burn the charts

burn the charts

Chris Green and I had been talking about doing this big boat overnight race for the past few years on my NACRA 20 – 20 feet long, 8.5 feet wide, 390 pounds with no cabin, just a trampoline between the hulls. Usually something came up and we scrapped the idea, but this year, I was hell bent on doing it. Unfortunately Chris has a job and couldn’t get out of some previously scheduled commitments.

I contacted Wendy Simkins of Spanish Fork, Utah, who’d expressed great interest in doing more of this type of racing at Ruff Riders in South Padre. What the hell, right? 

So this brave sailor chick bought a ticket and headed down Wednesday evening before the race. I stopped by the Green’s for a few last minute items and picked up Wendy at the airport, then headed to Galveston. The forecast wasn’t looking too favorable for a beach cat doing this in the dark and I was contemplating my escape routes should it get too rough. Initially it was looking like the weather wouldn’t get rough till mid day Friday, so we should be ok, but still…

We rigged the 20 on the beach near the Flagship Hotel, and quickly noticed a broken strand on one of my 2-year old shrouds.   Luckily I had a replacement, and we went over the rigging with extra care just as I’d done for the past few years before a Tybee or GT300 leg. When we were about finished rigging and suited up, Jose Cerdas met us at the beach to take the truck and trailer to his house for our ground crew, Kurt Peters to pick up later and drive to Port Aransas.

We shoved off in light winds and nice sunshine. Initially deciding to forego dry suits in favor of spray tops in the hot Texas sun. We went out, milling around the start line and chatting with others as we waited our turn to start.  At this time, we saw Corey Harding and he informed us it was already blowing 18 knots in Corpus…not good.  We chose to start with the other multi hulls as we watched most of the other big boats start as much as an hour ahead.

Here’s a list of safety items we carried on ourselves and the boat;

  • EPirbs on each of us along with personal strobe lights and VHF radios.
  • PFD’s (ofcourse) with safety lanyard and quick disconnect attachment.
  • GPS, Coastal Charts (which came in really handy for building a fire), cell phones.
  • Dry suits (since we would be sailing through the night).
  • Survival items in case of being marooned on one of the outer islands.

We did get a pretty good start without trying to foul anyone since we weren’t “officially” allowed to be in the race in the first place. We jib reached for a while with the wind direction initially preventing us from using the spinnaker. After about an hour, we threw up the chute and really took off, double trapped, and passing everything in sight. We got a few “thumbs up” and some pictures of us taken as we flew past the slower boats. One monohull in particular must not have liked us overtaking him so fast, turning abruptly to weather when we were beside him, almost making us take the chute down to avoid a collision. I still don’t know what was going through his head. Maybe it was his first time sailing, who knows?It was one of the dumbest moves I’ve seen in sailing so far. We strapped the chute, dropped the traveler and heaved ourselves out on the wire as far as possible to get over him and finally did.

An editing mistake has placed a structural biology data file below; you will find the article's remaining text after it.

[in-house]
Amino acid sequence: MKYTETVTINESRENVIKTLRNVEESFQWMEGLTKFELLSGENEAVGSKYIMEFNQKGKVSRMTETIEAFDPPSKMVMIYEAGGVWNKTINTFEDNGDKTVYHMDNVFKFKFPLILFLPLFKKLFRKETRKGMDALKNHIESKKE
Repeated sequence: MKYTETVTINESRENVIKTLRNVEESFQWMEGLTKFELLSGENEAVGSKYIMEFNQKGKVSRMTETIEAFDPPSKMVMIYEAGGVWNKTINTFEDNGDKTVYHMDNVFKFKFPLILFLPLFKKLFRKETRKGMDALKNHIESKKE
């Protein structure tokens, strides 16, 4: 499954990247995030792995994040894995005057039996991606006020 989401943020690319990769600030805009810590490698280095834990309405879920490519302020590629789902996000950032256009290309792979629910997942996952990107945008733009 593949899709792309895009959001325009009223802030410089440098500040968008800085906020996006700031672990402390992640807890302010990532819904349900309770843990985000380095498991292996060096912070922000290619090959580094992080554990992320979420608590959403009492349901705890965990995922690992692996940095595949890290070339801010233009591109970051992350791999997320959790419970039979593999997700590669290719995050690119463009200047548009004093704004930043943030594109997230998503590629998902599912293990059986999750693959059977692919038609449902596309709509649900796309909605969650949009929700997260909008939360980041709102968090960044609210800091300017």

Once past, it was game on again. We were running about 16 to 17 knots of boat speed with the chute up until about San Luis Pass. The sun was getting lower and we decided to drop the chute and let Wendy get her drysuit on. This isn’t an easy task to do on a beach cat out on the water, so we heaved to a little to slow down the boat and smooth the ride so she didn’t get any water in the suit before she got it on. We then opted to keep the chute down and jib reach down the coast more and try to get farther out so we had plenty of room to clear the Freeport Jetties. By the time we passed the jetties, it was dark and we had the moon at our backs. It was still a little low and wasn’t much help in lighting things up much, and with the wind at 17 knots or so now and the waves getting chopped up, things got a bit more difficult, especially navigation.

Any beach cat sailor can tell you that you gotta pick your course through some of the waves when they get to a certain size, so you can maintain good boat speed. When its dark, its pretty hard to see which waves you want to take head on and which ones you want to steer around. Pretty much, it was no choice but to take them head on since we couldn’t see them anyway. I have to point out that by the time the sun set, we attached ourselves to the boat with safety lines and carabiners.  I was trying to navigate by keeping what little I could see of the shoreline to my right and watch the lighted rigs. It was almost impossible to watch the handheld GPS and drive at the same time. The waves were getting too big. We kept this pace for a short time more when I noticed the waves going in a different direction, then WAM! We hit the shoals off Brian Point with both dagger boards down. I was trying to unhook my lanyard and Wendy was trying to get the boards up. The wind rotated the boat more down and was pushing the boards harder into the sand while Wendy was fighting to get them up.

Finally she got the leeward one up as I looked over my shoulder and saw a big snake like head lift up out of the surf about 6 feet. I couldn’t believe what I just saw. I was trying to see if I could see it again and wasn’t disappointed when it rose up again. Then Wendy saw it too and said the same thing I did….WTF?! What looked like the head and neck of the Loch Ness Monster ended up being a log getting washed up in the surf. But late at night, all I could think of was "glad we didn’t hit that guy!"  We managed to get off the shoal and got back under way only to hit another one, only this time we still had the boards up and were able to jump off the boat and run it across with the help of the sails.